The story

My name is Katie Butler and I am a Bryanite. Kind of.

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"Diaperheads" Circa 1990

I was born in Williams County in July of 1988. My family had a house on County Road 13. I took my first steps there, said my first words and ate mud in the backyard. My older brother broke his hand in our driveway. My mother worked in Montpelier and my father worked in the center of town. 

 

And then we moved to Texas in 1991 and I never came back.

Thirty years later, I am a theatre maker in Philadelphia, fascinated with the idea that you can be connected to a place that you don't remember. I decided to explore. I wanted to find the house we lived in, the business my dad worked for, anything that would connect me to the town my family once called home.

I didn't find what I was looking for. The house had long been torn down--the address doesn't even exist. The business my dad worked for was bought out years ago. No friends to remember us, no landmarks that would indicate we were ever really there. I was no longer connected to Bryan.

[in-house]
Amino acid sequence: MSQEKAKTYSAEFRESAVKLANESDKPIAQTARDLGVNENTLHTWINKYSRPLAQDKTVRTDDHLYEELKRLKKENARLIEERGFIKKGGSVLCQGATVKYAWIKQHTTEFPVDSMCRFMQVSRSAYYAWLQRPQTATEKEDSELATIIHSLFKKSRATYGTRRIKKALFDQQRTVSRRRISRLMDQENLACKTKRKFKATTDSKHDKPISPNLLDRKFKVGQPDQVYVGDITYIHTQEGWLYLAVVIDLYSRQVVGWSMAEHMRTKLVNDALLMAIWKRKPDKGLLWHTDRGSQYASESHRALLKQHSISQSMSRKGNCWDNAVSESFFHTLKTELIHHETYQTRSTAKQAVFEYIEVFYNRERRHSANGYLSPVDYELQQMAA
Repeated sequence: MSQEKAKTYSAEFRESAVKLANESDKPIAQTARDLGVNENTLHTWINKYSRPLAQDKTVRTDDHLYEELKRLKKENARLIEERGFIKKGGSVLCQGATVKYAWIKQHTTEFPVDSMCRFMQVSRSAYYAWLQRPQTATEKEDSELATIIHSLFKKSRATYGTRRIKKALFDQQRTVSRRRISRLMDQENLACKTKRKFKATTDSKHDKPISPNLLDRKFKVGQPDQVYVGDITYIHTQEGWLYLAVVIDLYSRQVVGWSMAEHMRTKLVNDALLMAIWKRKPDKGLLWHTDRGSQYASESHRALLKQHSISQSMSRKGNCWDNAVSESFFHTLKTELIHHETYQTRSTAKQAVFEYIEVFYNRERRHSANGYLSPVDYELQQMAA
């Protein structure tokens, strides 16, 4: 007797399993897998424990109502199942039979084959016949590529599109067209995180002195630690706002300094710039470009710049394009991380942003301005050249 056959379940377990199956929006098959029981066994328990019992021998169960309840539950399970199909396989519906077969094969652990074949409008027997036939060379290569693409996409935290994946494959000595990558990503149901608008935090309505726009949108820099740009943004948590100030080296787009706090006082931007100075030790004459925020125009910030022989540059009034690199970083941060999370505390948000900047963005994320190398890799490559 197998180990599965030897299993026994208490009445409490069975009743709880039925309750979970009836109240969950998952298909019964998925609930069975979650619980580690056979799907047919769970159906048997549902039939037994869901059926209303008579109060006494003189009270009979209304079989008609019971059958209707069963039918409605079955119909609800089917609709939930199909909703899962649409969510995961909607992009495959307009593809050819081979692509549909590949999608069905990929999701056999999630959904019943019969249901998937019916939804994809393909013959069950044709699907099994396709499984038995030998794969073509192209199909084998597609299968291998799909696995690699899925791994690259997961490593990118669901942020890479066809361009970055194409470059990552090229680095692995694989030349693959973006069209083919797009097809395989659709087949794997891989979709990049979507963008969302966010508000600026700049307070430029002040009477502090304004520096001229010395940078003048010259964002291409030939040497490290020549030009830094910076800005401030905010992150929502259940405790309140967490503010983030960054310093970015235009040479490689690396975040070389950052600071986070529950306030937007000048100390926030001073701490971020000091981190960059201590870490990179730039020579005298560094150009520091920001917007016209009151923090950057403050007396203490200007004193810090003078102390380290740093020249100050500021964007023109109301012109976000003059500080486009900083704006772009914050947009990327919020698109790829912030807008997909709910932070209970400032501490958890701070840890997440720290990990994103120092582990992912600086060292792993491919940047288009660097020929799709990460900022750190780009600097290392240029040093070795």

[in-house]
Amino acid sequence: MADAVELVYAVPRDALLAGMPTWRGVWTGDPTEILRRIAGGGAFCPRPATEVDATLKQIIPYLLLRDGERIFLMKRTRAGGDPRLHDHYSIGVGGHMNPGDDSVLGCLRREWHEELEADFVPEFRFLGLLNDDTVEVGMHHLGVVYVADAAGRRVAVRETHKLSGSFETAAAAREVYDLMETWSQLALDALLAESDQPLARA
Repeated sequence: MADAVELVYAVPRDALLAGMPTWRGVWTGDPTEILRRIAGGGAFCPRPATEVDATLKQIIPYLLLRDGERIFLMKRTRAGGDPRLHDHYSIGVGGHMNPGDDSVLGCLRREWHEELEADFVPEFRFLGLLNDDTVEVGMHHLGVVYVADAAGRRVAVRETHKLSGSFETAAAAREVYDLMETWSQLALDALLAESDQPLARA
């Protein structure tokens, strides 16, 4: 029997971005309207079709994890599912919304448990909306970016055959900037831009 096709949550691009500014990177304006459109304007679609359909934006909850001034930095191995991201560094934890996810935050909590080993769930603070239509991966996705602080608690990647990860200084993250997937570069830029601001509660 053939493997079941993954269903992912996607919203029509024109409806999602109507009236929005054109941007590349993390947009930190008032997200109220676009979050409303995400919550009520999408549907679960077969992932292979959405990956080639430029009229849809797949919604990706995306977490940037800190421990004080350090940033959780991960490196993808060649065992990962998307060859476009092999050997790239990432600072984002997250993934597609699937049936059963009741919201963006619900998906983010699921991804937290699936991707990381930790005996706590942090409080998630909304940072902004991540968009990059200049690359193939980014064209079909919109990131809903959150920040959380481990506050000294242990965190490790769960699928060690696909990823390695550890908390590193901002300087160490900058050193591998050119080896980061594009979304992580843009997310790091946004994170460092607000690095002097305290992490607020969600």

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What I did find was the Bryan High School Theatre department willing to indulge me in giving a workshop and interviewing the troupe; admittedly a side-trek to my original path. I found a warm welcome, a passionate energy, and new ties to this place were instantly forged. I realized this exploration isn't about unearthing old connections, but creating new ones. I have no shared past with the town, but now we share a future.

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The house that is no more.

Dad, circa 1989

I can't tell the story for the people of Bryan, or portend the future of the Fountain City. But I can help the people that call this city home open up a dialogue about art, commerce and where Bryan is headed. Rather than put my slant on what I gleaned from Bryan in a few days, I asked the people that live there what they think they need; we are using this project as a platform for people to become active participants in the future of their town.

What I'm learning is that the industrial economy that Bryan has relied on for so long is no longer serving them. We are increasingly a world reliant on technology and less reliant on manufacturing. So where does that leave a rural town with limited resources? How can a small town thrive?

I posit that artists are the answer. 

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